Demand for rental housing continues to climb more than four years after the recession, pushing up rents and cutting into Americans’ disposable income.
The rental vacancy rate, or the share of units that are empty and available for rent, fell 0.5 percentage point in 2013 to 8.2% in the fourth quarter from a year earlier, the Commerce Department said Friday.
After peaking at just above 11% in 2009, rental vacancy has fallen sharply in the wake of the housing collapse and recession. That reflects families flocking to rentals after losing their homes to foreclosure, being blocked from obtaining a mortgage due to tighter lending standards or simply concluding that buying is too risky.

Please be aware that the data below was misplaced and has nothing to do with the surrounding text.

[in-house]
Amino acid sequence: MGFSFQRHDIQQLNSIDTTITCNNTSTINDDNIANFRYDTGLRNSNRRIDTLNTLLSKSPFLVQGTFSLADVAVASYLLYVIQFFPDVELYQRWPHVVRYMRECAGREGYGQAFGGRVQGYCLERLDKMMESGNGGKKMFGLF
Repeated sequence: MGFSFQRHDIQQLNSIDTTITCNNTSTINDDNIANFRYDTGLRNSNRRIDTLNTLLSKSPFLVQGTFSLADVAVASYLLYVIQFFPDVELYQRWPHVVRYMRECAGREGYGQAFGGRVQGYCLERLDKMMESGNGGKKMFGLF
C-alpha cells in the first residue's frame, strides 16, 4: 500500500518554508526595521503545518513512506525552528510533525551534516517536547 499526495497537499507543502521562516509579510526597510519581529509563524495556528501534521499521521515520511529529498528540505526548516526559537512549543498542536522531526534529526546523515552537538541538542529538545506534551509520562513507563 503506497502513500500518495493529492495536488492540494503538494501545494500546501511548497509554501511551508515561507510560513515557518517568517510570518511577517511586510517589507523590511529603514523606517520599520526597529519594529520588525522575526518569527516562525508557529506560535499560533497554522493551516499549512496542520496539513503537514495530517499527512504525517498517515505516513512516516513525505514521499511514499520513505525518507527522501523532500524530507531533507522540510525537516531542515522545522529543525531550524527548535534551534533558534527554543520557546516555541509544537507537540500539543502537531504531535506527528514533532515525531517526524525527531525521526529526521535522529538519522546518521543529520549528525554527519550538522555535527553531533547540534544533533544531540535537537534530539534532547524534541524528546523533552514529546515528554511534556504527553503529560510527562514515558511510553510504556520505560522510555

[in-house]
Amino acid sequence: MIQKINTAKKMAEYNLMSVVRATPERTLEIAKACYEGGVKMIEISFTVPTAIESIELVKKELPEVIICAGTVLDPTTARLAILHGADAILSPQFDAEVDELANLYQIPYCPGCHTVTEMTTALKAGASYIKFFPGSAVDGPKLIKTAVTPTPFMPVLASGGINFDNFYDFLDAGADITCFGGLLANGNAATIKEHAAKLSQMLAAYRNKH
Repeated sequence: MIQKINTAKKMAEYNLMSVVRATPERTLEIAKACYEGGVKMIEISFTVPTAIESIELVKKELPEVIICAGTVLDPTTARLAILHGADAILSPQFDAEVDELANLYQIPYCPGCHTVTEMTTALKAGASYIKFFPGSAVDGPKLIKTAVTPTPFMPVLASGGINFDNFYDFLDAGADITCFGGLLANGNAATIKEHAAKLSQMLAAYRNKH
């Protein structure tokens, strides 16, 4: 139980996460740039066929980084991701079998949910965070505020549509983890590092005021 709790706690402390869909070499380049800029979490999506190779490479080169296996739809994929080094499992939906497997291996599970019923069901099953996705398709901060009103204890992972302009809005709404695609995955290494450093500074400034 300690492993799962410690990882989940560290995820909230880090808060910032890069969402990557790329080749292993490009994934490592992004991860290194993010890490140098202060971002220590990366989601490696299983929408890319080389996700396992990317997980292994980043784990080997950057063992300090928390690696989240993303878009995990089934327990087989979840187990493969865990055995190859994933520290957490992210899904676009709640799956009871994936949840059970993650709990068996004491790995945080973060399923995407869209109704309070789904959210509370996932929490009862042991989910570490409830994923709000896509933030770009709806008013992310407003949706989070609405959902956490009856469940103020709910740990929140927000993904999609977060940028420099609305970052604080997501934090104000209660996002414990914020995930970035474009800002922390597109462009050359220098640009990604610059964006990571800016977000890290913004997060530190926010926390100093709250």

The higher demand and tighter supply of units are enabling landlords to raise prices. The median asking rent for vacant units in October through December was $746, up 3% from $724 a year earlier. (The figures aren’t adjusted for inflation.)
That shows rents rose at double the rate of overall inflation last year as measured by the Labor Department’s consumer-price index. Overall consumer prices rose 1.5% in 2013.